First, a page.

Thursday, October 2, 2014

The Best Medicine



I’m a ‘do-something’ kind of person. I don’t like sitting around and I don’t like being non-constructive. I don’t see this as a fault, but it must be, because once again God has stirred up my life and has me stretching my faith and focus back on Him.

I’ve been knocked flat again by this painful disease. I was doing so well, with a renewed hope in life, energy and enough function to do a few things that made my days bright and worth living. Then suddenly, for no reason, my leg blew up overnight. Painfully swollen and abnormally large, I called the rheumy and they set me up for an MRI.

After the tests, it basically came back as 7 PARAGRAPHS of what was wrong with all the soft tissue in my knee, such as missing cartilage, torn cartilage, torn cruciate ligament, and subsequent x rays showed the bone situation not much better. A knee cap that is almost non existent and a joint that is worn, bone on bone. It all has to be replaced. I’ve been living with it for awhile, but with chronic pain and auto immune disease you tend to push away whatever pain isn’t stopping you. It's stopping me now.

I had two end-of-the-year visits that were important to me coming up and wanted to be as mobile as possible. I submitted to an injection in my joint in spite of my phobia and fear, just because it was that important. Unfortunately, I am the one in a million that reacts to that particular injection. Two days later I was in the emergency  hospital, screaming in pain, panicked because there was no relief, while suffering undergoing a live guided effusion, where a large needle was put into my joint to extract what was causing the reaction. I can’t even begin to describe how awful that was.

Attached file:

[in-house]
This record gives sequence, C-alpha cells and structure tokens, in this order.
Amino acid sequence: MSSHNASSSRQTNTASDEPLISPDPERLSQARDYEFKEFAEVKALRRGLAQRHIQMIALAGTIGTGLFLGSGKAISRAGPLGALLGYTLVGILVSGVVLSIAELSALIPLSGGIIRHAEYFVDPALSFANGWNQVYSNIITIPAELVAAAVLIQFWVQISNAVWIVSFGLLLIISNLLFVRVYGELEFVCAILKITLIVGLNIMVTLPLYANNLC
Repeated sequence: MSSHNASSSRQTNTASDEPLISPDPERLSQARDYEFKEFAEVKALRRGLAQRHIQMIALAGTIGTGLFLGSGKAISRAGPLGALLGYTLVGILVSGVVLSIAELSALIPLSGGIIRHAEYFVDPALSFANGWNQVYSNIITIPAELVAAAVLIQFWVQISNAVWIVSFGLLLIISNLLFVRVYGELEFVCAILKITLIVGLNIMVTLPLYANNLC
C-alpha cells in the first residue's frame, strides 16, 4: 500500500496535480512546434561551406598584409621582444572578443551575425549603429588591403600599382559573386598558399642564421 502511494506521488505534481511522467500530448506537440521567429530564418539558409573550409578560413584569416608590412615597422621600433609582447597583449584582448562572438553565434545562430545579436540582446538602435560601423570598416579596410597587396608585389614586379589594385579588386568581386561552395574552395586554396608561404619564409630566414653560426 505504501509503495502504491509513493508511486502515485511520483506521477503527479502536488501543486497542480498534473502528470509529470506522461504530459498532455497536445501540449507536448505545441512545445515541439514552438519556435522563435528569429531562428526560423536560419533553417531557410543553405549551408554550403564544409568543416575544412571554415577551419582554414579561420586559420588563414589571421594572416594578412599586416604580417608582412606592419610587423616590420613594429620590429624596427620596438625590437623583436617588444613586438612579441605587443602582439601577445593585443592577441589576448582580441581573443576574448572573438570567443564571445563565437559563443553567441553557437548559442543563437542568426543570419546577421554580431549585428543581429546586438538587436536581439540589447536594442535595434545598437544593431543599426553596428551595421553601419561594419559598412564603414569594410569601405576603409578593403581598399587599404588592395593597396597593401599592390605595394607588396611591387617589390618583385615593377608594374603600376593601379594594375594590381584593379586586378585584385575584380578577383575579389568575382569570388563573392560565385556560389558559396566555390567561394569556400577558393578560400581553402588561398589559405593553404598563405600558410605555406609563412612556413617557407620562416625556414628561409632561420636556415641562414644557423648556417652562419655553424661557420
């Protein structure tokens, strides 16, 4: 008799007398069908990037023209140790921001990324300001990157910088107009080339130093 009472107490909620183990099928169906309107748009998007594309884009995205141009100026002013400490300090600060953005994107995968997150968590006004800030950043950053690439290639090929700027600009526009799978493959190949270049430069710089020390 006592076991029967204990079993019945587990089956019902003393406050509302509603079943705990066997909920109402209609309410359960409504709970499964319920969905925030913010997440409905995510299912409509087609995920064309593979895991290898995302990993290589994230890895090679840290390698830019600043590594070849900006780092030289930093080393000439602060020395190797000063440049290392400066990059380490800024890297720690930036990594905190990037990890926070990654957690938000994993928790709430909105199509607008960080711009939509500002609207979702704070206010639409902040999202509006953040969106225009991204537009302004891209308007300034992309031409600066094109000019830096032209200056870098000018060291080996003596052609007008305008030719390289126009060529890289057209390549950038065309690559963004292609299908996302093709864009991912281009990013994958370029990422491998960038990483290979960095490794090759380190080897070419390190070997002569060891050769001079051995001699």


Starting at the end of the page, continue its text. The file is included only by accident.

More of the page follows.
I had minimal relief, but maximum hope as they had me on morphine and Percocet to try and get the pain under control, pain exacerbated by the additional trauma of the effusion...I actually had several hours of rest and relief before I was informed that due to ACA’s ‘new guidelines’ I was not eligible for hospitalization and was forcibly discharged. Things have not improved much, other than I don’t panic right now. I’m tied to a recliner with my leg up, constant ice packs on it, unable to perform the most menial task in self care. I’ve been told the effects usually only last a couple of days but we are going on 2 weeks now, without noticeable improvement. I cannot visit the sheep, SushiMoo, the chickens, or even go watch the ducks in the yard because I have to have the leg elevated at all times or the pain is excruciating. My only view is a blank TV screen and a small window that looks out on a rock wall. Not too stimulating.

TheMan, as usual, has been amazing. He comes home every 4-6 hours to push me into the bathroom via my new rollie-walker, or bring me pain pills or lemonade. He’s taking care of the animals and lets the Maremma’s in for awhile each night because he knows I need their attention and I can usually relieve a lot of the agonizing loneliness and frustration by returning the shamelessly affectionate Potamus hugs.




He’s had to fix our broken washing machine and do laundry, feed us both and try to keep things picked up because we have very special visitors coming and I am usually darting around planning menus and what fun things there might be with the kids. It’s hard to just let go and trust, and it must be really hard for him to try and do all he does, while working his regular 24/7 job here, while I pine away in the chair unable to assist with anything, anything at all. He sets his alarm at night to wake up and make sure I’ve taken my pain medication, trying to stay ahead of it, hoping we’ll win. I know both from past experience and from knowing the limitlessness of God’s power, that this could all turn around in the blink of an eye. I am holding out hope that is what will happen and I can watch my granddaughters when they first see our ducks, waggling their tails and squawking as they line up for their turn in the ‘pool’. I draw on memories of past visits.